Jun 012010
 

Finally, I awake to a clear morning! It’s been nearly a week since I’ve opened my eyes and seen that color ๐Ÿ™‚

But a quick look at the forecast confirmed that I was enjoying only a short break in the rainstorm, so without doing any of my usual computer activities I hurried out the door and straight for Castle Hill.

Or at least for what I’d assumed was Castle Hill. As it turned out Castle Hill was quite a bit farther upriver, and the monument right next to my dorm was in fact Gellรฉrt Hill. Oops ๐Ÿ˜›

The walk there was pretty arduous as my one sweatshirt scarcely did a thing to shield me from the piercing cold wind, but miraculously, once I reached the peak everything suddenly turned around. The wind died, the sun was shining, and the views over the glistening Danube and city below were marvelous. Plus I had myself another one of those great strokes of luck.

Several posts ago I mentioned visiting my grandmother’s World War 2 hideout – one of two personally important sites here in Budapest. The other is the final resting place of my great grandfather, who died of a heart ailment after the war and was buried in a cemetery just outside of town. For several days I’d been trying to find out how to get there on public transport, but because it’s quite remote, and because nobody who works at my dorm speaks a word of English, I’d thus far been unsuccessful.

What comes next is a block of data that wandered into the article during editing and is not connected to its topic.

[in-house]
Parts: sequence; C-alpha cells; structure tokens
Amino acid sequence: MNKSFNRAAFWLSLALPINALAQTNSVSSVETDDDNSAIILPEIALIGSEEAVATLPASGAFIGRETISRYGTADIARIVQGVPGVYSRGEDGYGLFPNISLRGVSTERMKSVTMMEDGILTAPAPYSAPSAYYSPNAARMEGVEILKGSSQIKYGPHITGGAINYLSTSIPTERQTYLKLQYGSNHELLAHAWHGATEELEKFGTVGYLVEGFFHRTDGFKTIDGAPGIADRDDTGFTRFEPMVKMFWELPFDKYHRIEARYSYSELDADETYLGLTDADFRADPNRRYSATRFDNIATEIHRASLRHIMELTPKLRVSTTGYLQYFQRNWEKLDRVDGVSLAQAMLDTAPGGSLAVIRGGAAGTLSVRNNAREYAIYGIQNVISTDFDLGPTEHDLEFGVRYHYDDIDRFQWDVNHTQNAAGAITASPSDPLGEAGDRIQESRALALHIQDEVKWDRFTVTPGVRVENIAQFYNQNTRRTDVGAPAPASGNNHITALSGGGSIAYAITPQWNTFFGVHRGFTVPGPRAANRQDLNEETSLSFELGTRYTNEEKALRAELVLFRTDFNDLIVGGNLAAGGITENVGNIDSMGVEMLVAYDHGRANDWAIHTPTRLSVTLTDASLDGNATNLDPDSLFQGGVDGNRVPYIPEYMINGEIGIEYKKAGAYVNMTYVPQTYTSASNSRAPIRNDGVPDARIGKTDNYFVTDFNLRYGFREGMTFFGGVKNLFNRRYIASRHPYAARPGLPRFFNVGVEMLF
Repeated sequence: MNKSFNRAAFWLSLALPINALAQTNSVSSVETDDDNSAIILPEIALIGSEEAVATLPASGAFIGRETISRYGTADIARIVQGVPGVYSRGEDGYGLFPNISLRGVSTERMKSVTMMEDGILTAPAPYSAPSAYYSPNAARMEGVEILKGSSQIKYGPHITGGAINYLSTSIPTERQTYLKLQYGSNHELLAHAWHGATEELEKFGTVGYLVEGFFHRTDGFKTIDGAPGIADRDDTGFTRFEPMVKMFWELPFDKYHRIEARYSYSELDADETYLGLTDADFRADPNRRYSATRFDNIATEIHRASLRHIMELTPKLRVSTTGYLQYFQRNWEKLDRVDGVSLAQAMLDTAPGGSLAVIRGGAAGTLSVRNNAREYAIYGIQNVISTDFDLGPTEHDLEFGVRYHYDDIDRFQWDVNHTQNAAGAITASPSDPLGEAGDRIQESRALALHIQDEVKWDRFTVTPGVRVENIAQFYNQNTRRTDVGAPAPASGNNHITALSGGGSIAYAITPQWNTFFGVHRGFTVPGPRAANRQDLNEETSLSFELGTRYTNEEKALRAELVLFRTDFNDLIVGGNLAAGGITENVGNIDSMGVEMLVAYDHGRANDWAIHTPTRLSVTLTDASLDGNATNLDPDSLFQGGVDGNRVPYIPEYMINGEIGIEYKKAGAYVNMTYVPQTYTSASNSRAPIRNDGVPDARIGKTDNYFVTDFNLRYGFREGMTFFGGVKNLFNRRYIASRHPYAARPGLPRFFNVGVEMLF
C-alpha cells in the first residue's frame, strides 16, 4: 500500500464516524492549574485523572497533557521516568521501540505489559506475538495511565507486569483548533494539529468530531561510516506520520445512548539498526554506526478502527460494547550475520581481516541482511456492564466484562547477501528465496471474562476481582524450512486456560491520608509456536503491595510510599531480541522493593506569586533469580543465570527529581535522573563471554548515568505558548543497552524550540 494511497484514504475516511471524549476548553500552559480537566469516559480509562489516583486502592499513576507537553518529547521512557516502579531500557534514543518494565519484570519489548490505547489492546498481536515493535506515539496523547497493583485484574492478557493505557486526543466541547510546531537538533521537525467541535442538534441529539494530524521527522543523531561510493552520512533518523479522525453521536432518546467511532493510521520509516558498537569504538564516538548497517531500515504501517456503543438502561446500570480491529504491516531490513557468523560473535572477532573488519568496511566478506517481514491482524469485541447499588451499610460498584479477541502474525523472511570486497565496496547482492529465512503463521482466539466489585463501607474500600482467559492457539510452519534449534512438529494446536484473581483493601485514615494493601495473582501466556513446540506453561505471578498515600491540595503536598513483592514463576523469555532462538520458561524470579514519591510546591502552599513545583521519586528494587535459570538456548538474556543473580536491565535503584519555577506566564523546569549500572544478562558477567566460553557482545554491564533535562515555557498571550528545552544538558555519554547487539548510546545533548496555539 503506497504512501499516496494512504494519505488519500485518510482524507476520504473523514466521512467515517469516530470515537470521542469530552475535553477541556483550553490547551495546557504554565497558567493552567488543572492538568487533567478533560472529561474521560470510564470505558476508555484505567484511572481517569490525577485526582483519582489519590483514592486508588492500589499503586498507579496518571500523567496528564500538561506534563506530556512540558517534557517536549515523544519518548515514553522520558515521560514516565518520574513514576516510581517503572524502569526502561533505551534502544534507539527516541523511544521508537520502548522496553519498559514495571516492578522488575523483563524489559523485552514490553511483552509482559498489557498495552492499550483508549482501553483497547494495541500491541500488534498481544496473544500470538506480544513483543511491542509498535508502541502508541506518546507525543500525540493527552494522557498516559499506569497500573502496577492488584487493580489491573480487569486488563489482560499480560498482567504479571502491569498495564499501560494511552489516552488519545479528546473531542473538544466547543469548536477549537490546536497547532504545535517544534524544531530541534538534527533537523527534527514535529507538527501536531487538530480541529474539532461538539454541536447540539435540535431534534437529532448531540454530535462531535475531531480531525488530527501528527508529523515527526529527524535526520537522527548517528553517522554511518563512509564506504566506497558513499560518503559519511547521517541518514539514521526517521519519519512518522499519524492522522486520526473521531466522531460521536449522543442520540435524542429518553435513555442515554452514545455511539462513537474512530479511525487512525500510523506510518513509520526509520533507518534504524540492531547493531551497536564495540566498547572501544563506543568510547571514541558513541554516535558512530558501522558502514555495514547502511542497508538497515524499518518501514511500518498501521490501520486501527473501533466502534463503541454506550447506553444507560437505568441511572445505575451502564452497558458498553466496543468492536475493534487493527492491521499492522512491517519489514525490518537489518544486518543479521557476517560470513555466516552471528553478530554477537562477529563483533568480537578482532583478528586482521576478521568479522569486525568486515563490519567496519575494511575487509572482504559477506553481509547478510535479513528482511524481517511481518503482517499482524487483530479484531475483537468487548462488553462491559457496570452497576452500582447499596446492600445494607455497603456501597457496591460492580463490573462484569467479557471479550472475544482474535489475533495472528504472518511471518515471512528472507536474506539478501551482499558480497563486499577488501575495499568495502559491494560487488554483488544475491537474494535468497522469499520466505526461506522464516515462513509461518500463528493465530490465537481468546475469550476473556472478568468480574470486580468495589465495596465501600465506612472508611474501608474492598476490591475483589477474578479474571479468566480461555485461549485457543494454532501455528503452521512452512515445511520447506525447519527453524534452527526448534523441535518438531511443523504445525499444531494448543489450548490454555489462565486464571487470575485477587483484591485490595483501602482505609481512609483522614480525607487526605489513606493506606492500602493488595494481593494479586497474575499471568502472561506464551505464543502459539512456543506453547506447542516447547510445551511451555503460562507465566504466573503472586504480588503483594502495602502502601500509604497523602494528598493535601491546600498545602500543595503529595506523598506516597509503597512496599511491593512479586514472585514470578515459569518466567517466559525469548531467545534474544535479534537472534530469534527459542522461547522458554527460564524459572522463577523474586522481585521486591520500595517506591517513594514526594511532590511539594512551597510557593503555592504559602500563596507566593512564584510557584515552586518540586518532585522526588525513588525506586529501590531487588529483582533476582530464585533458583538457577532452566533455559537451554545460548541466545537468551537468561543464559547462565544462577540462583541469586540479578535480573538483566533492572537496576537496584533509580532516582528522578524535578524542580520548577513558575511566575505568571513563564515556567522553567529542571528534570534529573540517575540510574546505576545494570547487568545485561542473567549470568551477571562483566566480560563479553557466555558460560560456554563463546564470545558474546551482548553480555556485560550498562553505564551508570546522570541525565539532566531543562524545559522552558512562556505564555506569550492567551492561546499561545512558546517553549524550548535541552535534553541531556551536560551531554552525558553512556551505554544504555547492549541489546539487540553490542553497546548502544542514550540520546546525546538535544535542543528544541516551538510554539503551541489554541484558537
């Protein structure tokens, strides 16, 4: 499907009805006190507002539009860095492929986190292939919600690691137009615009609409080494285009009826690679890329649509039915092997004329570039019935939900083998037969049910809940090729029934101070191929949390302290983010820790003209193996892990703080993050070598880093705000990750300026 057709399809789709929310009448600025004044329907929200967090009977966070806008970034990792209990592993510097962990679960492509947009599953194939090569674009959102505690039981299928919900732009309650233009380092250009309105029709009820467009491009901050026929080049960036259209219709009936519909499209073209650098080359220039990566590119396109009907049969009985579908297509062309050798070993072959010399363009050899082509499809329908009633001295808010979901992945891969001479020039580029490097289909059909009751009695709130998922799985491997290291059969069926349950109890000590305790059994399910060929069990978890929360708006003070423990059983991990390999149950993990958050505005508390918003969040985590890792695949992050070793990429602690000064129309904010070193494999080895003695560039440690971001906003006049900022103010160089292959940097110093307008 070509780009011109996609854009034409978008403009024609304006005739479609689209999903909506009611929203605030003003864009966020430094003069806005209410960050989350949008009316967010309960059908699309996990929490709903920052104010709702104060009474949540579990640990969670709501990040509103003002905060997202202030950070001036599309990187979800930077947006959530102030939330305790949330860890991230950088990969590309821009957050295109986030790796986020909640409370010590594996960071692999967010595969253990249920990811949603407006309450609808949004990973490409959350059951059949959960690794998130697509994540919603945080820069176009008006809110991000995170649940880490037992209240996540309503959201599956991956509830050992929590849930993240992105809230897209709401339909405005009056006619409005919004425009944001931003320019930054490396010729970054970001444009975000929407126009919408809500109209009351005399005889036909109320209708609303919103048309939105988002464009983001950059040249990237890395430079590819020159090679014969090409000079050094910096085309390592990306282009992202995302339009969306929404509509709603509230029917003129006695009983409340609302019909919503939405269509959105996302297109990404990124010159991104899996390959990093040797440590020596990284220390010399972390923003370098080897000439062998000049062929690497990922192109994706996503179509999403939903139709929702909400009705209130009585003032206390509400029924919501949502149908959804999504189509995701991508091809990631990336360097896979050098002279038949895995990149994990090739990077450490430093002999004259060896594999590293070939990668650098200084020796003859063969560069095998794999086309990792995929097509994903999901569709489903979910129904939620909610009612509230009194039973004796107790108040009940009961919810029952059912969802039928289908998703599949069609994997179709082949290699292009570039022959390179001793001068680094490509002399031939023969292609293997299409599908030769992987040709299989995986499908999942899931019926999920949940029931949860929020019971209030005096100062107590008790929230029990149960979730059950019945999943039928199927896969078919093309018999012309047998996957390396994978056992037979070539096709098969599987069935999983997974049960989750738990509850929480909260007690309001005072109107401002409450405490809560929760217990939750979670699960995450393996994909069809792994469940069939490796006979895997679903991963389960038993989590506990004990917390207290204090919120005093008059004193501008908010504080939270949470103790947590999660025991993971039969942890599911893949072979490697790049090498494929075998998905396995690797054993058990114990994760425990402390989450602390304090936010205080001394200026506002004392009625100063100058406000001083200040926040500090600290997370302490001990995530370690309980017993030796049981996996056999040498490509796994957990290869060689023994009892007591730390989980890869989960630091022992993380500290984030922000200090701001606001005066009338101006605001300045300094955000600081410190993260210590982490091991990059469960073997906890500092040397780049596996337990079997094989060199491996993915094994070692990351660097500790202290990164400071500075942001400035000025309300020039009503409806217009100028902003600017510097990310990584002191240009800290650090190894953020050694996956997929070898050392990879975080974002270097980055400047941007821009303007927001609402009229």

Well, wandering around Castle Hill I noticed a Hilton and figured the concierge would be a good bet – so I popped in to ask. He just happened to live right near the cemetery, and told me how to go straight there, warning that the ride would be a long uninteresting one through dozens of disused old factories from back in the 60’s (when Hungary was trapped behind the iron curtain). I told him that sounded pretty damn interesting to me ๐Ÿ™‚

As he patiently drew out my route on a map, an old man who happened to be checking out next to me leaned over: “Here, I haven’t used this if you’d like it.” It was a 7500 forint Budapest Card, providing unlimited free transit and discounted entry to museums, restaurants, and tours for the next 3 days.

Score! ๐Ÿ™‚

I finished walking around Castle Hill and hopped on the first tram out of town, enjoying a nice snack of Paprika-flavored crackers with Paprika-flavored cheese along the way. For as much as I still wanted to see and do in Budapest, and for as little as I’d actually done on account of the horrid weather, the one thing I would NOT leave without doing would be a visit to see my great grandfather. So I figured, “no better time to get it done than now.”

Just as I suspected, I found the concierge’s “uninteresting ride” to be immensely interesting. It may not’ve been densely packed historic buildings and monuments like the city center, but a glimpse at a different part of Hungary: rusty smokestacks and crumbling buildings straight from the communist era, interspersed with green little neighborhoods and the periodic town square. Plus I’m sure I was the only tourist for miles, which as you probably know is exactly how I prefer to travel ๐Ÿ™‚

Finally, after an or so hour on the tram I reached the end of the line – and found the cemetery.

CLOSED!